A recently published study led by researchers from the National Oceanic and Atmospheric Association (NOAA) may be a dire warning for fisheries in Alaska. According to NOAA, ocean acidification may threaten fishing off the coast of southeast and southwest Alaska in the near future, affecting coastal communities and employment opportunities.

“Ocean acidification is not just an ecological problem—it’s an economic problem,” said Steve Colt, an economist at the University of Alaska Anchorage and co-author of the study. “The people of coastal Alaska, who have always looked to the sea for sustenance and prosperity, will be most affected. But all Alaskans need to understand how and where ocean acidification threatens our marine resources so that we can work together to address the challenges and maintain healthy and productive coastal communities.”

Ocean acidification is best explained as the result of the ocean absorbing more carbon dioxide, turning the waters acidic. This change alters the chemical makeup of ocean water and can be detrimental to marine life such as red king crab, corals, and even some fish species. The effects of ocean acidification are wide-ranging, and scientists warn that communities should start addressing ways to reduce carbon emissions on a global scale.

“We went beyond the traditional approach of looking at dollars lost or species impacted; we know these fisheries are lifelines for native communities and what we’ve learned will help them adapt to a changing ocean environment,” said Jeremy Mathis, another co-author and NOAA oceanographer.

Alaska’s fishing industry provides about 100,000 jobs in the state and more than $5 billion in yearly revenue. A significant portion of the state’s population, around 17 percent, depend on subsistence fishing as well. Scientists are still studying how big of an effect that ocean acidification will have on the state’s coastal fisheries, but since it affects vital links in the food chain like plankton, the result can be hard to predict.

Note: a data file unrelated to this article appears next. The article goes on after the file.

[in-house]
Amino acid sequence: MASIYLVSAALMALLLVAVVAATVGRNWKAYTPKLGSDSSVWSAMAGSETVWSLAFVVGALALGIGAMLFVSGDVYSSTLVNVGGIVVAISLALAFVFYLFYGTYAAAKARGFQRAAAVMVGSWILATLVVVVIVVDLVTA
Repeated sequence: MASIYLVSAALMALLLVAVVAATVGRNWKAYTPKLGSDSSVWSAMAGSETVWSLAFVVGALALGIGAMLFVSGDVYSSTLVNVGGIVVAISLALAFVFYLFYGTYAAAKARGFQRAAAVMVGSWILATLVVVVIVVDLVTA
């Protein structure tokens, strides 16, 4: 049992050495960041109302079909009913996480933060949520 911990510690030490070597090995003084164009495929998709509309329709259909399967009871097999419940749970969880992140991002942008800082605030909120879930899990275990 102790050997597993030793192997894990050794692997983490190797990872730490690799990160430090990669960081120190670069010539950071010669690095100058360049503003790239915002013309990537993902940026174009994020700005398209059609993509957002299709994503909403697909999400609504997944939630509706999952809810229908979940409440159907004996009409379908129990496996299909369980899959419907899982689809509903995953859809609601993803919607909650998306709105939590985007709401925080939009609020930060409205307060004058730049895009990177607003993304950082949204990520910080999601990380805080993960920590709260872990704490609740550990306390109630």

Image from NancyHeise on the Wikimedia Commons

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  • LarryKingOfTheDullards

    Ah yes, more climate change. Just get humans off the planet, right?

  • T

    I also read that wiping a cows ass reduces carbon emissions….These peope willing to do and say anything get us on board with their scam…The 2012 downturn in CO2 Emissions means that emissions are at their lowest level since 1994. Energ…y-related carbon dioxide emissions have declined in 5 out of the last 7 years.

  • MN Steward

    I missed this article…..Let’s re-publish it, and bring back the discussion. These people aren’t even talking in the realm of anything real!!! The ocean is, by millions of tons, the biggest producer of “green house gases” and has been for all of time. Or at least since there has been oceans. Evaporation is #1 cause, not to mention the countless cracks, chasms, holes, volcanos, that eject everything from CO2, to methane, to crude oil, etc. and O2. That’s what makes that wonderful “ocean air” that we run to. The human “footprint” is no more than a flake of dead skin in the equation. If they are so concerned about CO2, then they should just quit breathing.